Even after arriving in Egypt, we were still undecided as to whether we would venture into Luxor. Although, I’m certain that deep down we both new we’d end up going. We’ll try (just about) anything once! It sounded like a very long day, and an expensive one too. We wrote off a tour through the hotel, because they were overpriced and too structured for our family of five.
We had a couple of chats to a taxi driver at the hotel and decided to book our transport through him, and he offered to arrange a tour guide for us. Our reasons for wanting to avoid a coach trip were many – we would be the least disruption to other holiday makers, we could be far more flexible in a taxi (our boy seem to need a number two at the most inconvenient times!), we could move between sights at our own pace and avoid feeling rushed, we would pass through road check points far more quickly in a taxi, we would be able to hear the tour guide speaking and ask lots of questions, it was significantly cheaper, plus the taxi would have a car seat for Otto. It quickly became a no-brainer.
Our day to Luxor began at an unsavoury 5am. We met our taxi driver at the front of the hotel, and in our haste forgot to pack a change of clothes for Otto, which turned out to be much needed only two hours later at 7am when he pooed. He was wearing a lovely pair of dungarees! The drive to Luxor was over 4 hours, with two stop offs – one toilet stop and one fuel stop. The boys were so brilliant in the car – sleeping, eating snacks and looking out of the window, which wasn’t that comfortable as 6 people were crammed into 5 seats.
Our guide met us at the Temple of Karnak – she was a wonderful Egyptian woman (also with young children), originally from Aswan. We both felt that our guide couldn’t have been a better match for our family – her English was perfect and she was just fantastic with the boys. We started at the Temple of Karnak which included the Avenue of the Sphinxes and the Obelisk of Thutmoses I. I always start to feel nervous when I’m about to visit a really incredible place – I worry that it won’t be as wonderful as I’ve imagined, or that I’ll be disappointed, but I had nothing it worry about. Everything totally blew me away. After learning about the Ancient Egyptians so long as school, it was an amazing feeling to see its magnificence right in front of me. Quite overwhelming.
Our guide asked us if we wanted to see how papyrus is made, and go on a boat ride, and we said yes to both. Sadly, the River Nile is not a particularly pretty, or beautiful river. Raw sewage and rubbish from hotels and boats goes straight into it, which is such a shame. Our boat ride took us to ‘Banana Island’, a small island full of banana trees where we saw some animals and ate bananas (of course).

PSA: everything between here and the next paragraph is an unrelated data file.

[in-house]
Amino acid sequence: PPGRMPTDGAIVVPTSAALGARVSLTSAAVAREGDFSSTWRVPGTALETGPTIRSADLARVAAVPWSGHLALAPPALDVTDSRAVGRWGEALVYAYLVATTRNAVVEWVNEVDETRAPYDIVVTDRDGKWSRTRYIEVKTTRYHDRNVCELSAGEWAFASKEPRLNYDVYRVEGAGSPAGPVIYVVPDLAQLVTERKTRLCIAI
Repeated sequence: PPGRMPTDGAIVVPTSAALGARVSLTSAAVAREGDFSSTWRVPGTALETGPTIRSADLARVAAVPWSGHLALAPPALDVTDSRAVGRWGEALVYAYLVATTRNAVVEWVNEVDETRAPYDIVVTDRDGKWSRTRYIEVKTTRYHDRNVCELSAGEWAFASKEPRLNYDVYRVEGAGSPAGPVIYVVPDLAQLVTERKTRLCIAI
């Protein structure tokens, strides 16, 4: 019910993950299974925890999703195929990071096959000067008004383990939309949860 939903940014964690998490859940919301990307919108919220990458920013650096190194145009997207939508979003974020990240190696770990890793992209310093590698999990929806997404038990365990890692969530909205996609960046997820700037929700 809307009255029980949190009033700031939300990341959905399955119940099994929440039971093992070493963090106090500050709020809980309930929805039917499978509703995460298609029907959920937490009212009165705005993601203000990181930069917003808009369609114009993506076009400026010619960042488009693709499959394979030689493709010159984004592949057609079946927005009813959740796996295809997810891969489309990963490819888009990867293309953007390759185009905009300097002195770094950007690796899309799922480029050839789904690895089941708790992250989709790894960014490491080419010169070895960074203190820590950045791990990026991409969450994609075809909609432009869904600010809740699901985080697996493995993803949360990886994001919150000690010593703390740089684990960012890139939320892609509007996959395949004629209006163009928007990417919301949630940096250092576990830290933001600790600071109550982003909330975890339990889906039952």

After lunch we headed to the Valley of the Kings, the Temple of Hatshepsut and the Colossi of Memnon. Our guide told us which tombs were the best, and then bought us tickets to go inside them. We also squeezed in a short visit to see how alabaster is carved by hand, and drove past the Valley of the Queens. There are still extensive excavation works going on all over Egypt to uncover more secrets from the past – Poland and Japan are heavily involved, which we were surprised about. We left Luxor just after 5pm, and got back to our hotel around 9pm, after a tiring, but marvellous day.
Points to note:
- Egyptians love children, and we were asked over and over again if people could have photographs with our boys. This is something we hadn’t expected, but have experienced before in China. Jared and I are relaxed about this, and are happy for people to take photographs, as long as they ask first and the boys are happy to be photographed. Our guide said that many Egyptians visiting the sights of Luxor will be from villages, and won’t have seen blond haired children before in the flesh. They were all very friendly and sweet. In China we would just find people trying to pick them up, which was far more worrying.
- Egyptians will try and get extra money out of you at any opportunity and it can be quite frustrating. People trying to give you ‘gifts’ and then hounding you for money. It was good to have our guide with us – she helped us agree a reasonable price, and would tell people to leave us alone.
Our day trip couldn’t really have been any better (other than Otto having clothes to wear). The thing we were most worried about was the long drive, but the three of them were tired and thankfully they all decided to sleep. All three of them had to do lots of walking and stair climbing, and they just got on with it. Between Jared and I, we awarded Win and Ru a 10/10, and Otto a 9/10! It would have been so easy to stay an additional day in Luxor, as there were many more museums, tombs and temples to see, but we had to head back.
We are not sure if we’ll make it abroad again this year – new baby, our house and finances are all big factors, but that doesn’t stop me having a little (or big) browse! My current wanderlust includes – Lake Bled in Slovenia, anywhere in the Caribbean, Machu Picchu in Peru and this organic farm in Italy.